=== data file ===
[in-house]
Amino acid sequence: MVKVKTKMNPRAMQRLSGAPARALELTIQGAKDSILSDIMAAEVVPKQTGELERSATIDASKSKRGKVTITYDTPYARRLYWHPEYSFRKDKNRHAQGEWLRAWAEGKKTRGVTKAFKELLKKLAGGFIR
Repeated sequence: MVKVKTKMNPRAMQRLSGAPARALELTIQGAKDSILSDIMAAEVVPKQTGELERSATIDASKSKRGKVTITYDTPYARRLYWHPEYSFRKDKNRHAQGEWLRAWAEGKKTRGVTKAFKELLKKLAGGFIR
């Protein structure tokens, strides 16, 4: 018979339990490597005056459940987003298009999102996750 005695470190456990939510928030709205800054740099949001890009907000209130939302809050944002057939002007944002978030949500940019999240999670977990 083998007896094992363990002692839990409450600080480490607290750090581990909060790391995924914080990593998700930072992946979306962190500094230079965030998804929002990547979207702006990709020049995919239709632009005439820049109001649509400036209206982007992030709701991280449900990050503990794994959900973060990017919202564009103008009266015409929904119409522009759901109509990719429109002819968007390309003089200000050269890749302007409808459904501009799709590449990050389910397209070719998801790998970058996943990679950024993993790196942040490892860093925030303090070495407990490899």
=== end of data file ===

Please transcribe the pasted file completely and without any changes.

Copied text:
[in-house]
Amino acid sequence: MVKVKTKMNPRAMQRLSGAPARALELTIQGAKDSILSDIMAAEVVPKQTGELERSATIDASKSKRGKVTITYDTPYARRLYWHPEYSFRKDKNRHAQGEWLRAWAEGKKTRGVTKAFKELLKKLAGGFIR
Repeated sequence: MVKVKTKMNPRAMQRLSGAPARALELTIQGAKDSILSDIMAAEVVPKQTGELERSATIDASKSKRGKVTITYDTPYARRLYWHPEYSFRKDKNRHAQGEWLRAWAEGKKTRGVTKAFKELLKKLAGGFIR
């Protein structure tokens, strides 16, 4: 018979339990490597005056459940987003298009999102996750 005695470190456990939510928030709205800054740099949001890009907000209130939302809050944002057939002007944002978030949500940019999240999670977990 083998007896094992363990002692839990409450600080480490607290750090581990909060790391995924914080990593998700930072992946979306962190500094230079965030998804929002990547979207702006990709020049995919239709632009005439820049109001649509400036209206982007992030709701991280449900990050503990794994959900973060990017919202564009103008009266015409929904119409522009759901109509990719429109002819968007390309003089200000050269890749302007409808459904501009799709590449990050389910397209070719998801790998970058996943990679950024993993790196942040490892860093925030303090070495407990490899």